Although her admonition was painful at the time, it was a pivotal point in my career that enabled me to fully understand the complexity of my chosen profession. An experience during my first year of practice further reinforced the lesson I had learned about caring for “the person in front of you.”
Mary was a young wife and mother with terminal cancer who was my patient for the three weeks before Christmas. She requested that I buy her husband a Christmas present:
I know this is not really part of your job, but it is my last Christmas and I want to make sure he has a special present from me to always remember our life together.
Despite what Mary thought, I realized then that it was “a part of my job” to be a caring presence, affirming personhood, relieving vulnerability, and empowering strength. When Mary died two days after Christmas, her husband was at her side holding Kahlil Gibran’s The Prophet, Mary’s last special present which I delivered to him.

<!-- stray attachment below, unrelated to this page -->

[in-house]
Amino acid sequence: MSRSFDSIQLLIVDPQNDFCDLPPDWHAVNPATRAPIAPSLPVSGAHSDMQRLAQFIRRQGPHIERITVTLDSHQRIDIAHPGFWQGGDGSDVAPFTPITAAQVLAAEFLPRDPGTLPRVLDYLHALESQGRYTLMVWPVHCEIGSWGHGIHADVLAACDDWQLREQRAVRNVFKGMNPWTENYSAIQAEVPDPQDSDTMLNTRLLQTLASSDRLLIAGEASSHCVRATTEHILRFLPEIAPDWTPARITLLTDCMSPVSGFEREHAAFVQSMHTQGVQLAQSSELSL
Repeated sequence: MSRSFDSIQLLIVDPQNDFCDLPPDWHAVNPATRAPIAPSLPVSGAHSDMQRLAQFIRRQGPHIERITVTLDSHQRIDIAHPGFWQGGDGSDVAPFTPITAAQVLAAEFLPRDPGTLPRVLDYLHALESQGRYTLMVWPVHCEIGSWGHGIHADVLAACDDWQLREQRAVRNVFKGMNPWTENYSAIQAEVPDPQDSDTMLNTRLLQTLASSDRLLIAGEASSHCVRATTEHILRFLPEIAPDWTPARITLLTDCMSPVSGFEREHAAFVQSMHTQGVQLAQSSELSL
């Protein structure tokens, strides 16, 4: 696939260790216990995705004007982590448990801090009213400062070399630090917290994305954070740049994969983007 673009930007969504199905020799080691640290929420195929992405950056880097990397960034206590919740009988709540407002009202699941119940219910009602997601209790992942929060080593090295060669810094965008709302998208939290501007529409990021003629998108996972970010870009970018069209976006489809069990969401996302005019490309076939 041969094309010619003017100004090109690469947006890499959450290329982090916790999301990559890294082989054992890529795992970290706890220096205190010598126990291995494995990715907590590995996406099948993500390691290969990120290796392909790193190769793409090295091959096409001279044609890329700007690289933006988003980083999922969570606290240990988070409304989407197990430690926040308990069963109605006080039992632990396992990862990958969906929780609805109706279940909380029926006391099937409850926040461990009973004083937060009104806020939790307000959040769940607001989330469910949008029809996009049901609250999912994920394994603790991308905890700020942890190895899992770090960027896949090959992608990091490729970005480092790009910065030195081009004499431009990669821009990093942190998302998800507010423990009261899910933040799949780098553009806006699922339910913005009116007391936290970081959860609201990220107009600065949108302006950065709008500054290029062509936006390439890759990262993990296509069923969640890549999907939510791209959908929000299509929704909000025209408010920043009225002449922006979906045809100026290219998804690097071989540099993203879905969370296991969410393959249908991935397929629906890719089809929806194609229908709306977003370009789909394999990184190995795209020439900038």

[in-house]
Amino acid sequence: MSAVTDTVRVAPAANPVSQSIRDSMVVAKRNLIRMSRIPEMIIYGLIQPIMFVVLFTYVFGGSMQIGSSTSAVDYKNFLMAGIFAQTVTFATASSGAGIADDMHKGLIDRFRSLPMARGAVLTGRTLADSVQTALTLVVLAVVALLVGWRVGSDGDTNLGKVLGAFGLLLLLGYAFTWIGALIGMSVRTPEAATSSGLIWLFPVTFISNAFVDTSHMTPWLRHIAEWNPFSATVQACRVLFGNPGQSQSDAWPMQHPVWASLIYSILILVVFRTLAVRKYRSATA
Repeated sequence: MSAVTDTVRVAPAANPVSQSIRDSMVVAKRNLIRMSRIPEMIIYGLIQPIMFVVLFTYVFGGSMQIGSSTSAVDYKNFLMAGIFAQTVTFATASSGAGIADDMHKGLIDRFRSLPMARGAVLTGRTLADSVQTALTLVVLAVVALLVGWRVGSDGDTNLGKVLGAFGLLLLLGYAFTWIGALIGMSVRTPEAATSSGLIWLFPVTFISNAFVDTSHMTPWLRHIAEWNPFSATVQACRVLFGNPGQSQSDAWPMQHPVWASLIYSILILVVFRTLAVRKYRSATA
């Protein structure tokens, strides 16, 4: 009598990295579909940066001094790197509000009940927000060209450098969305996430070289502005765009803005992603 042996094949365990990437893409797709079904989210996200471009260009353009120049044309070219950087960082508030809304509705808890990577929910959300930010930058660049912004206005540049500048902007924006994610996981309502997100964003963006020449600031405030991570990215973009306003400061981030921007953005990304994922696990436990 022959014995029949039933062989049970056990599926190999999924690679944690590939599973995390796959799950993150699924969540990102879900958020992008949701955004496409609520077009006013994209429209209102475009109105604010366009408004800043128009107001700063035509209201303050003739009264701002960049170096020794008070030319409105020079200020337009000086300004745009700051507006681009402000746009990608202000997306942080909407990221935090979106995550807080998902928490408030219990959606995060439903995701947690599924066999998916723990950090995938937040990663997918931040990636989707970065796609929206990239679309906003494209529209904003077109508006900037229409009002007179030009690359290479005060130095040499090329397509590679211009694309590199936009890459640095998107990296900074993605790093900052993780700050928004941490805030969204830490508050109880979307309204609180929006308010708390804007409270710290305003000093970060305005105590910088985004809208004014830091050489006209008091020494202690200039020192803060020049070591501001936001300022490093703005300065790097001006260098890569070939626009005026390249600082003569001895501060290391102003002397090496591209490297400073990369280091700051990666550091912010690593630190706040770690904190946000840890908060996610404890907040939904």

The further I moved along in my career, the more I came to acknowledge, understand, and appreciate the multi-dimensional landscape of nursing that enriched my professional experiences. As a mental health nurse specialist, I intentionally endeavored to integrate scientific knowledge with interpersonal care. I enthusiastically used this biobehavioral research to offer new insights into the etiology and treatment of mental illness, aiming to enhance both my treatment plans and relationships with my patients. When it became evident that mental health care treatment was not accessible to the individuals who needed it the most, I decided I wanted to engage in policy decisions that would impact my patients’ care. In order to do so, I pursued a PhD in Public Policy Analysis with an emphasis on healthcare policy so that I would be able to serve as an effective advocate for my patients. Reflecting on the total landscape of my nursing career, I realize that competently implementing the nursing care process remains an important aspect in the foreground. However, I believe it is my experiences firmly set in the background that fully define who I am as a nurse: a research subject advocate for federally-funded studies, an activist for school policies that promote children’s mental health, and a compassionate and empathetic caretaker.